The Influence of Soil Moisture on the Planetary Boundary Layer and on Cumulus Convection over an Isolated Mountain. Part I: Observations

Xin Zhou University of Wyoming, Laramie, Wyoming

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Bart Geerts University of Wyoming, Laramie, Wyoming

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Abstract

Data collected around the Santa Catalina Mountains in Arizona as part of the Cumulus Photogrammetric, In Situ and Doppler Observations (CuPIDO) experiment during the 2006 summer monsoon season are used to investigate the effect of soil moisture on the surface energy balance, boundary layer (BL) characteristics, thermally forced orographic circulations, and orographic cumulus convection. An unusual wet spell allows separation of the two-month campaign in a wet and a dry soil period. Days in the wet soil period tend to have a higher surface latent heat flux, lower soil and air temperatures, a more stable and shallower BL, and weaker solenoidal forcing resulting in weaker anabatic flow, in comparison with days in the dry soil period. The wet soil period is also characterized by higher humidity and moist static energy in the BL, implying a lower cumulus cloud base and higher convective available potential energy. Therefore, this period witnesses rather early growth of orographic cumulus convection, growing rapidly to the cumulonimbus stage, often before noon, and producing precipitation rather efficiently, with relatively little lightning. Data alone do not allow discrimination between soil moisture and advected airmass characteristics in explaining these differences. Hence, the need for a numerical sensitivity experiment, in Part II of this study.

Corresponding author address: Bart Geerts, Department of Atmospheric Science, University of Wyoming, 6034 Engineering Building, Laramie, WY 82071. E-mail: geerts@uwyo.edu

Abstract

Data collected around the Santa Catalina Mountains in Arizona as part of the Cumulus Photogrammetric, In Situ and Doppler Observations (CuPIDO) experiment during the 2006 summer monsoon season are used to investigate the effect of soil moisture on the surface energy balance, boundary layer (BL) characteristics, thermally forced orographic circulations, and orographic cumulus convection. An unusual wet spell allows separation of the two-month campaign in a wet and a dry soil period. Days in the wet soil period tend to have a higher surface latent heat flux, lower soil and air temperatures, a more stable and shallower BL, and weaker solenoidal forcing resulting in weaker anabatic flow, in comparison with days in the dry soil period. The wet soil period is also characterized by higher humidity and moist static energy in the BL, implying a lower cumulus cloud base and higher convective available potential energy. Therefore, this period witnesses rather early growth of orographic cumulus convection, growing rapidly to the cumulonimbus stage, often before noon, and producing precipitation rather efficiently, with relatively little lightning. Data alone do not allow discrimination between soil moisture and advected airmass characteristics in explaining these differences. Hence, the need for a numerical sensitivity experiment, in Part II of this study.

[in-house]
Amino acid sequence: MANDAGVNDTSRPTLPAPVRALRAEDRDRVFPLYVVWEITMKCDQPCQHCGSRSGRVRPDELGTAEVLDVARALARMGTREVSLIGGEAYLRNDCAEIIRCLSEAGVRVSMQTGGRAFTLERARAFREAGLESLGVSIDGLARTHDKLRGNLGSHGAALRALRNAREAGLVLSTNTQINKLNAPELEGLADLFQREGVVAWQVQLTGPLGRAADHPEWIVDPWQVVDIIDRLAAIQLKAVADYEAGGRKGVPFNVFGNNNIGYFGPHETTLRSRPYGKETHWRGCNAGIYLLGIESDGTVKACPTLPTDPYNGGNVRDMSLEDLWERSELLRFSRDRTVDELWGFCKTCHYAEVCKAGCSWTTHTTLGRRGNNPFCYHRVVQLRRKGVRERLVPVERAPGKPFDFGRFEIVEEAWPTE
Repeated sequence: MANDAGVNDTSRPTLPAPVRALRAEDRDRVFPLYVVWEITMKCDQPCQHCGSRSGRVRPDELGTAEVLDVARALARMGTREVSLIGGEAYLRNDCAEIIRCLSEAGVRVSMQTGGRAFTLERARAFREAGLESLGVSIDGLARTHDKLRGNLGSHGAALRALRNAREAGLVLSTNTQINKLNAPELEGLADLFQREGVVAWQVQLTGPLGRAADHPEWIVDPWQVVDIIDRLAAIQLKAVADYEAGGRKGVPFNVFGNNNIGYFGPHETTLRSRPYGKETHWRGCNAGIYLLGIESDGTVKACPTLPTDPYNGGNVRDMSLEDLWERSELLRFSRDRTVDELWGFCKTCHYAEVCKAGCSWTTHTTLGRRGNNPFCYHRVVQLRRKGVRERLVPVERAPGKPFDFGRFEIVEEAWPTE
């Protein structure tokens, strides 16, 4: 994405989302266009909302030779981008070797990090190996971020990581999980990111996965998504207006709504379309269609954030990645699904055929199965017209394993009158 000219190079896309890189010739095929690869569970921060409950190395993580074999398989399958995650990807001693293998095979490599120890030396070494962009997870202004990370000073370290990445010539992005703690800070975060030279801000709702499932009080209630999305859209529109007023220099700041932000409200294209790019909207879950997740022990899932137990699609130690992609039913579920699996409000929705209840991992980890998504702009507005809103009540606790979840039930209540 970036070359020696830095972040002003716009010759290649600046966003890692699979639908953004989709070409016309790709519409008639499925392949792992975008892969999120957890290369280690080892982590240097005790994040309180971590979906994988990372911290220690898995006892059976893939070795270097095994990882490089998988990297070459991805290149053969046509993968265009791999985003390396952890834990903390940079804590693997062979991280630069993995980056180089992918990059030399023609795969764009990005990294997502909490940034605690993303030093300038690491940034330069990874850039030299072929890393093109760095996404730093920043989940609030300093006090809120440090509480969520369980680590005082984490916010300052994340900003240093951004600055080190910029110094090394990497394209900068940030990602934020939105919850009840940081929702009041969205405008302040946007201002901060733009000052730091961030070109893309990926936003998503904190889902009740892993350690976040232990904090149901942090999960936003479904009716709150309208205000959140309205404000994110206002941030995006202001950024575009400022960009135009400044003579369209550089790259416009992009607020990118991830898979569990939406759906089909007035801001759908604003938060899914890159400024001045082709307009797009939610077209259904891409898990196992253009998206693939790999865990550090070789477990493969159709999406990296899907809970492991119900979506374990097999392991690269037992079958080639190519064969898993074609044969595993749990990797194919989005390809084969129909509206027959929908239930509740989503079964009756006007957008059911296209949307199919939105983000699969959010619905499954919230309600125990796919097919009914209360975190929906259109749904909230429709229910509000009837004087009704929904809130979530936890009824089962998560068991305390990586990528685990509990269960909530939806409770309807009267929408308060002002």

Corresponding author address: Bart Geerts, Department of Atmospheric Science, University of Wyoming, 6034 Engineering Building, Laramie, WY 82071. E-mail: geerts@uwyo.edu
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